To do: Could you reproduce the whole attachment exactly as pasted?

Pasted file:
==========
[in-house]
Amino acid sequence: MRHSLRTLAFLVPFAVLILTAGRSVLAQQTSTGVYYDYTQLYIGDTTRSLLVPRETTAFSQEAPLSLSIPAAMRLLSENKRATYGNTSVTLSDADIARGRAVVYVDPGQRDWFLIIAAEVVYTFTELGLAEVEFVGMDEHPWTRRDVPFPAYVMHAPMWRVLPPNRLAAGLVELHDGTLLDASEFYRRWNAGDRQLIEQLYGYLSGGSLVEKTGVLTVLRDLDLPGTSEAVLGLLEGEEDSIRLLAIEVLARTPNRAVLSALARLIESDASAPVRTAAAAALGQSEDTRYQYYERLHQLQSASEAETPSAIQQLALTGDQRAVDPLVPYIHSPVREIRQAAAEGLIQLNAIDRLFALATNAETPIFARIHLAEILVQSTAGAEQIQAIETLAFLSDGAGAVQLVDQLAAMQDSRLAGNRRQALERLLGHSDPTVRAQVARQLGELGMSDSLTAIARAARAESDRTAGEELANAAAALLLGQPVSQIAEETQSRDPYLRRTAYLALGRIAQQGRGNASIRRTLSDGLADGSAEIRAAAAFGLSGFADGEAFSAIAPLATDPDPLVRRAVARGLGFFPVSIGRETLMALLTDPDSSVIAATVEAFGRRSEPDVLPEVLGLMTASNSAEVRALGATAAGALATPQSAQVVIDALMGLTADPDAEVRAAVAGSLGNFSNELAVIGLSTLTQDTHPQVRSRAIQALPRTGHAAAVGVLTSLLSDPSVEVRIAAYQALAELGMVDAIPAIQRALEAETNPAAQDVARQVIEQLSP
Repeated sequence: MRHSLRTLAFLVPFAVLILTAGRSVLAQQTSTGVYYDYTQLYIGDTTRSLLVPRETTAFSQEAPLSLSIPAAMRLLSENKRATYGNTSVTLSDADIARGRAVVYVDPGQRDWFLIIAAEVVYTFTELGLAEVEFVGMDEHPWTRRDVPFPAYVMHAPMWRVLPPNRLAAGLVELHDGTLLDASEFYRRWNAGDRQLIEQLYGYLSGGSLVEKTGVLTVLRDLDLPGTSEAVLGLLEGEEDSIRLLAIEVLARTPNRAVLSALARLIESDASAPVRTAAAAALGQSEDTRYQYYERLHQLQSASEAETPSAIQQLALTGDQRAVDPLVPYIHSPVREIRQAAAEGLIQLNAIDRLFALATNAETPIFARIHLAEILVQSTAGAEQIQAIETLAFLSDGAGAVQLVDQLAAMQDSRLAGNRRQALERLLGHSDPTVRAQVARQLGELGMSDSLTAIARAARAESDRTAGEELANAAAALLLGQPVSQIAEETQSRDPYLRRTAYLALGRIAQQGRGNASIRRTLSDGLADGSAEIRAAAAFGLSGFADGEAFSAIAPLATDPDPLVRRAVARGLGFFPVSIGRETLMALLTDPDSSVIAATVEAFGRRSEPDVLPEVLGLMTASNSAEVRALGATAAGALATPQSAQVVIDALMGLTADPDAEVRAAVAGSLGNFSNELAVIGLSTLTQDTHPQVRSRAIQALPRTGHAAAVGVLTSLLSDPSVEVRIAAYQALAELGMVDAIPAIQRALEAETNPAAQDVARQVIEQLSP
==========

[in-house]
Amino acid sequence: MRHSLRTLAFLVPFAVLILTAGRSVLAQQTSTGVYYDYTQLYIGDTTRSLLVPRETTAFSQEAPLSLSIPAAMRLLSENKRATYGNTSVTLSDADIARGRAVVYVDPGQRDWFLIIAAEVVYTFTELGLAEVEFVGMDEHPWTRRDVPFPAYVMHAPMWRVLPPNRLAAGLVELHDGTLLDASEFYRRWNAGDRQLIEQLYGYLSGGSLVEKTGVLTVLRDLDLPGTSEAVLGLLEGEEDSIRLLAIEVLARTPNRAVLSALARLIESDASAPVRTAAAAALGQSEDTRYQYYERLHQLQSASEAETPSAIQQLALTGDQRAVDPLVPYIHSPVREIRQAAAEGLIQLNAIDRLFALATNAETPIFARIHLAEILVQSTAGAEQIQAIETLAFLSDGAGAVQLVDQLAAMQDSRLAGNRRQALERLLGHSDPTVRAQVARQLGELGMSDSLTAIARAARAESDRTAGEELANAAAALLLGQPVSQIAEETQSRDPYLRRTAYLALGRIAQQGRGNASIRRTLSDGLADGSAEIRAAAAFGLSGFADGEAFSAIAPLATDPDPLVRRAVARGLGFFPVSIGRETLMALLTDPDSSVIAATVEAFGRRSEPDVLPEVLGLMTASNSAEVRALGATAAGALATPQSAQVVIDALMGLTADPDAEVRAAVAGSLGNFSNELAVIGLSTLTQDTHPQVRSRAIQALPRTGHAAAVGVLTSLLSDPSVEVRIAAYQALAELGMVDAIPAIQRALEAETNPAAQDVARQVIEQLSP
Repeated sequence: MRHSLRTLAFLVPFAVLILTAGRSVLAQQTSTGVYYDYTQLYIGDTTRSLLVPRETTAFSQEAPLSLSIPAAMRLLSENKRATYGNTSVTLSDADIARGRAVVYVDPGQRDWFLIIAAEVVYTFTELGLAEVEFVGMDEHPWTRRDVPFPAYVMHAPMWRVLPPNRLAAGLVELHDGTLLDASEFYRRWNAGDRQLIEQLYGYLSGGSLVEKTGVLTVLRDLDLPGTSEAVLGLLEGEEDSIRLLAIEVLARTPNRAVLSALARLIESDASAPVRTAAAAALGQSEDTRYQYYERLHQLQSASEAETPSAIQQLALTGDQRAVDPLVPYIHSPVREIRQAAAEGLIQLNAIDRLFALATNAETPIFARIHLAEILVQSTAGAEQIQAIETLAFLSDGAGAVQLVDQLAAMQDSRLAGNRRQALERLLGHSDPTVRAQVARQLGELGMSDSLTAIARAARAESDRTAGEELANAAAALLLGQPVSQIAEETQSRDPYLRRTAYLALGRIAQQGRGNASIRRTLSDGLADGSAEIRAAAAFGLSGFADGEAFSAIAPLATDPDPLVRRAVARGLGFFPVSIGRETLMALLTDPDSSVIAATVEAFGRRSEPDVLPEVLGLMTASNSAEVRALGATAAGALATPQSAQVVIDALMGLTADPDAEVRAAVAGSLGNFSNELAVIGLSTLTQDTHPQVRSRAIQALPRTGHAAAVGVLTSLLSDPSVEVRIAAYQALAELGMVDAIPAIQRALEAETNPAAQDVARQVIEQLSP